On September 9th, the staff of the CFTC issued an interpretive letter to the American Council of Life Insurers (“ACLI”) that allows commonly-owned, state-regulated life insurance companies to contribute general account assets to a single vehicle, a General Account Entity, which may invest directly or indirectly in commodity interests, without that vehicle being deemed a commodity pool.  Accordingly, the parent company or other affiliate that is responsible for operating the General Account Entity does not need to register as a commodity pool operator (“CPO”).  The following is a summary of the letter’s main points:

  • Only affiliated life insurance companies under common control by the same parent can contribute their general account assets to a given General Account Entity;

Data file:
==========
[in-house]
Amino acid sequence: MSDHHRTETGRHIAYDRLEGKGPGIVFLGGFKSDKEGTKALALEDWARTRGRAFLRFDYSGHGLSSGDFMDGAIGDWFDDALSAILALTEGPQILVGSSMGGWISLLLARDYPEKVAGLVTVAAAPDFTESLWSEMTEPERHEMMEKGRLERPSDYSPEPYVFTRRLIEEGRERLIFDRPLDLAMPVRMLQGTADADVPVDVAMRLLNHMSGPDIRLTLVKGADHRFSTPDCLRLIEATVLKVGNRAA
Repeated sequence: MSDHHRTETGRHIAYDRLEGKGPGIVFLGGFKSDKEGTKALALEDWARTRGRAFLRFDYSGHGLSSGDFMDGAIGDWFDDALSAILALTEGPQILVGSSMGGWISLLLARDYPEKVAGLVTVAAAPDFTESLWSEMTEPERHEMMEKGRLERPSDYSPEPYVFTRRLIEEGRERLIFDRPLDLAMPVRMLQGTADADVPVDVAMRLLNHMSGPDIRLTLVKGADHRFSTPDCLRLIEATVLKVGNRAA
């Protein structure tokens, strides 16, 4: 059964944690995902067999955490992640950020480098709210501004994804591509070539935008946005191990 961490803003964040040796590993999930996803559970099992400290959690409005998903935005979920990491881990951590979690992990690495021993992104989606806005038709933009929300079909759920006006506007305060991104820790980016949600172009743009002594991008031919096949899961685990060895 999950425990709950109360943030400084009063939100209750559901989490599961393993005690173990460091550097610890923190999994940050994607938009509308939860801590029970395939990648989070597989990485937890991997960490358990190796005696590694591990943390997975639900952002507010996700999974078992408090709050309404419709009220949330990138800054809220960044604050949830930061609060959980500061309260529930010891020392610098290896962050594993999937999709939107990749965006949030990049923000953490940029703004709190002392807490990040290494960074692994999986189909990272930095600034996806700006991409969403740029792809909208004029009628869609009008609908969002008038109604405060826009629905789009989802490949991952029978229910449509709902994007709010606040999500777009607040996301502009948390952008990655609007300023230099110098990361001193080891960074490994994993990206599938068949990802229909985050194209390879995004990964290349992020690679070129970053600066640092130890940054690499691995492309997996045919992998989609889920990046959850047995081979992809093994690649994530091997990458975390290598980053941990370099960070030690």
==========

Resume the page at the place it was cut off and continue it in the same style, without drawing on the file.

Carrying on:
• The General Account Entity may not accept investments from an investor that is not an insurance company controlled by the same parent company;
  • Assets held in an insurance company’s separate account can not be used to fund or invest in the General Account Entity; and
  • The General Account Entity may invest directly in commodity interests (i.e., CFTC regulated futures, swaps and other derivatives) or may invest in pooled investment vehicles that, in turn, invest in the commodity interests. For example, the General Account may obtain indirect exposure to commodity interests by virtue of its investment in a private fund.

In closing, for those interested, pages 4 and 5 of CFTC Staff Letter 14-113 provide an excellent overview of the administrative history relating to the CFTC’s 1985 conclusion that an insurance company can invest its general account assets in commodity interests without becoming a commodity pool.

CFTC Staff Letter 14-113 is available here.

Good day.  Good “not a pool” letter – who doesn’t love those!  DR2